Lastly, a computational constitution, implemented via constitutional code, is that portion of a constitution which is made up of software. For example, the way that a DAO runs its online voting processes (including user authentication, quorums, token weighting, proposal timing, etc) is part of its computational constitution. The underlying blockchain of a DAO has its own computational constitution, namely its consensus protocol. A computational constitution (for example, a smart contract) automates the administration of the decision-making procedure; this enforces the process but not the outcome. Among other benefits, the digital nature of DAO governance allows us to capture and translate repeatable governance patterns — constitutions as well as more basic rules and proposals — to serve as best practices for applications in various contexts. It is within the context of these patterns that we wish to develop an ontology of institutional economics that fits the DAO ecosystem, along with a map of how various projects could collaborate on and across these different layers of patterns."


The Principal Agent Problem

Roy Walker:

"The principal-agent problem occurs when one person (“the agent”) makes decisions on behalf of another person or entity (“the principal”) and does not proportionately take on the risk of those decisions. The classic example is a public company with a traditional top-down organizational structure. In this case, the CEO often takes on much more risk than the owners (shareholders) want him to because he is poised to benefit from the upside and will not experience as much of the downside if his risky decisions do not pay off. DAOs seek to mitigate this by democratizing management and requiring consensus for each decision."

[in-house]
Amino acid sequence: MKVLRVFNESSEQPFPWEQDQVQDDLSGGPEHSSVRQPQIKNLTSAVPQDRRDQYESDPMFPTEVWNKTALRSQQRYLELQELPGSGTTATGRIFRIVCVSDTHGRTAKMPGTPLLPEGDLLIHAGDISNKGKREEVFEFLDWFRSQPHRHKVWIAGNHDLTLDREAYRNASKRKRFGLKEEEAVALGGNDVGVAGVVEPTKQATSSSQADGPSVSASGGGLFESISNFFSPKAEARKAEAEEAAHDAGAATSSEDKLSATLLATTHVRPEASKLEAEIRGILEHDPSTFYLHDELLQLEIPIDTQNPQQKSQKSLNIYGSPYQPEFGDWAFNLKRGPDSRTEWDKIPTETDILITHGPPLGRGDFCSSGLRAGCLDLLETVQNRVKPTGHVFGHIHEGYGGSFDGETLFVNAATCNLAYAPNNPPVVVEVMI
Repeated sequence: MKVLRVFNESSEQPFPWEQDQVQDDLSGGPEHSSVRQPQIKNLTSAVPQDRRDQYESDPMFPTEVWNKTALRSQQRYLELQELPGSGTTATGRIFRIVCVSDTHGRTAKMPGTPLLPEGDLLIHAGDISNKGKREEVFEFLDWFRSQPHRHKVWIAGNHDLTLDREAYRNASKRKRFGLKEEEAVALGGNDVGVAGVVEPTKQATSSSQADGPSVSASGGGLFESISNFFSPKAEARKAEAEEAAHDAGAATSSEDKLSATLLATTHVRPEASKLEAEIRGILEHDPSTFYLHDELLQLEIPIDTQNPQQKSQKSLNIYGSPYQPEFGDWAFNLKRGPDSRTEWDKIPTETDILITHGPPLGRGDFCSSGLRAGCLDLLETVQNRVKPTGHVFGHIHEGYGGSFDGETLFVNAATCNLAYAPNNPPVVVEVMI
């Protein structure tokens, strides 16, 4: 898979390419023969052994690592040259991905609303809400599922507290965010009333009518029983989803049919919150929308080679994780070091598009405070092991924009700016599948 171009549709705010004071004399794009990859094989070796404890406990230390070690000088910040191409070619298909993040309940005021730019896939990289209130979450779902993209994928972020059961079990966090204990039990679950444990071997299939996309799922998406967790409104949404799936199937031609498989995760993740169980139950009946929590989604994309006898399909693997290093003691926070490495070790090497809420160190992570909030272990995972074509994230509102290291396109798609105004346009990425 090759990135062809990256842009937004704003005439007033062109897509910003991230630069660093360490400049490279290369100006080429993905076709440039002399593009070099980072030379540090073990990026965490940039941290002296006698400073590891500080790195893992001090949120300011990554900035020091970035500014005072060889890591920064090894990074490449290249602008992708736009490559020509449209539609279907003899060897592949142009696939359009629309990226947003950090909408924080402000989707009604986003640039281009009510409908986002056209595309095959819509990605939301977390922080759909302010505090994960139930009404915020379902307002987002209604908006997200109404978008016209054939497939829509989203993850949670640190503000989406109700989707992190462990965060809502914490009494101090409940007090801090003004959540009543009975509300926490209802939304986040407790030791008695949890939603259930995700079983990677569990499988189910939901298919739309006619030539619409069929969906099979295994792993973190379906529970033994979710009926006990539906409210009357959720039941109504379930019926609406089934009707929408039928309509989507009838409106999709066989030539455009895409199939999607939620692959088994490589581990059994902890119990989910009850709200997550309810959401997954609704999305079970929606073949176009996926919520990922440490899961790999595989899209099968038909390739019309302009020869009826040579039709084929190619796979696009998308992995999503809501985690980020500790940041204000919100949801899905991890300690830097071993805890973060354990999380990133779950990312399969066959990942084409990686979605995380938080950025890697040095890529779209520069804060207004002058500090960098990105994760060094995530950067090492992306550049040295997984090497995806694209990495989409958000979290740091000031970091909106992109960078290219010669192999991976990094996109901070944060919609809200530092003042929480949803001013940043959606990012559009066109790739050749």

DAO Operating Systems

The first chapter of DAOs are the operating systems used to create them.

These projects offer different templates, frameworks and tools for communities to pool resources and start their first DAO.

They commonly offer smart contracts and interfaces to facilitate on-chain actions for decentralized communities.

DAO Operating Systems make it easy for anyone to start a DAO with limited technical skills.

Grants DAOs

The first real use case for DAOs were grants.

Communities donate funds and use a DAO to vote on how that capital is allocated to various contributors in the form of governance proposals.

Governance of Grants DAOs was originally conducted through non-transferable shares, meaning participation was largely motivated by social capital over financial returns.

Grants DAOs show that niche communities are more nimble in capital allocation than formal bodies.

Protocol DAOs

Protocol DAOs transition power from a core team into the hands of the community, spawning a new way for projects to issue fungible tokens into the market.

Whereas the first chapter of DAOs featured non-transferable shares, Protocol DAOs were the first to issue transferable ERC20 tokens with a secondary market value.

These tokens are commonly used to govern protocols, meaning tokenholders have the sole authority to propose, vote on and implement changes to the underlying mechanics of the network.

Projects commonly vote on how to distribute tokens, thus opening the doors to liquidity mining, yield farming, fair launches and everything in between.

Protocol DAOs provided a framework for any network to issue a token that was (hopefully) owned and operated by its community.

Investment DAOs

With Protocol DAOs bringing new tokens into the world, it only seemed logical that groups band together to invest in them.